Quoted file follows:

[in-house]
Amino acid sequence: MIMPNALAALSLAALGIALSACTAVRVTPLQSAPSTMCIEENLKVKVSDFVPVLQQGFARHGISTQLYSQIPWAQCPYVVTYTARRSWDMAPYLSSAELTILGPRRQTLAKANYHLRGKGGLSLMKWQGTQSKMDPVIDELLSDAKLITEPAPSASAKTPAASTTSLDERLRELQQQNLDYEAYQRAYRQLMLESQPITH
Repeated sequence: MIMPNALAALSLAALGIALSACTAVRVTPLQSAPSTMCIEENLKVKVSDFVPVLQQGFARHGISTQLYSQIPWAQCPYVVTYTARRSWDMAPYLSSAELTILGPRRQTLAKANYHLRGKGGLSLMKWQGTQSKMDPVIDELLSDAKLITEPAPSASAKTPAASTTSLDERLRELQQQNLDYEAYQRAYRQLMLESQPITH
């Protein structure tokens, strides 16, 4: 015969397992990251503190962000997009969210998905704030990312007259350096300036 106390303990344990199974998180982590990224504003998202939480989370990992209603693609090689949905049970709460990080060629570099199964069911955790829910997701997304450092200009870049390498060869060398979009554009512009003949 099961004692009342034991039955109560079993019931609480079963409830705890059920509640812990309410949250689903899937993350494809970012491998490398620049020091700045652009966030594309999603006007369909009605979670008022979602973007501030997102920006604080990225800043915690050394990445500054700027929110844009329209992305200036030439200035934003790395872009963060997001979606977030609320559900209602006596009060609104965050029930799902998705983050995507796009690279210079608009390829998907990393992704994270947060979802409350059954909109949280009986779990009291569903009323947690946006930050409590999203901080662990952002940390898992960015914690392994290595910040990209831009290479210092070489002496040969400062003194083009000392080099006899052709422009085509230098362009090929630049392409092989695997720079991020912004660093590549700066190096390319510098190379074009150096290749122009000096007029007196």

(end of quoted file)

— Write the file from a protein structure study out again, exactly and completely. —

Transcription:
[in-house]
Amino acid sequence: MIMPNALAALSLAALGIALSACTAVRVTPLQSAPSTMCIEENLKVKVSDFVPVLQQGFARHGISTQLYSQIPWAQCPYVVTYTARRSWDMAPYLSSAELTILGPRRQTLAKANYHLRGKGGLSLMKWQGTQSKMDPVIDELLSDAKLITEPAPSASAKTPAASTTSLDERLRELQQQNLDYEAYQRAYRQLMLESQPITH
Repeated sequence: MIMPNALAALSLAALGIALSACTAVRVTPLQSAPSTMCIEENLKVKVSDFVPVLQQGFARHGISTQLYSQIPWAQCPYVVTYTARRSWDMAPYLSSAELTILGPRRQTLAKANYHLRGKGGLSLMKWQGTQSKMDPVIDELLSDAKLITEPAPSASAKTPAASTTSLDERLRELQQQNLDYEAYQRAYRQLMLESQPITH
């Protein structure tokens, strides 16, 4: 015969397992990251503190962000997009969210998905704030990312007259350096300036 106390303990344990199974998180982590990224504003998202939480989370990992209603693609090689949905049970709460990080060629570099199964069911955790829910997701997304450092200009870049390498060869060398979009554009512009003949 099961004692009342034991039955109560079993019931609480079963409830705890059920509640812990309410949250689903899937993350494809970012491998490398620049020091700045652009966030594309999603006007369909009605979670008022979602973007501030997102920006604080990225800043915690050394990445500054700027929110844009329209992305200036030439200035934003790395872009963060997001979606977030609320559900209602006596009060609104965050029930799902998705983050995507796009690279210079608009390829998907990393992704994270947060979802409350059954909109949280009986779990009291569903009323947690946006930050409590999203901080662990952002940390898992960015914690392994290595910040990209831009290479210092070489002496040969400062003194083009000392080099006899052709422009085509230098362009090929630049392409092989695997720079991020912004660093590549700066190096390319510098190379074009150096290749122009000096007029007196």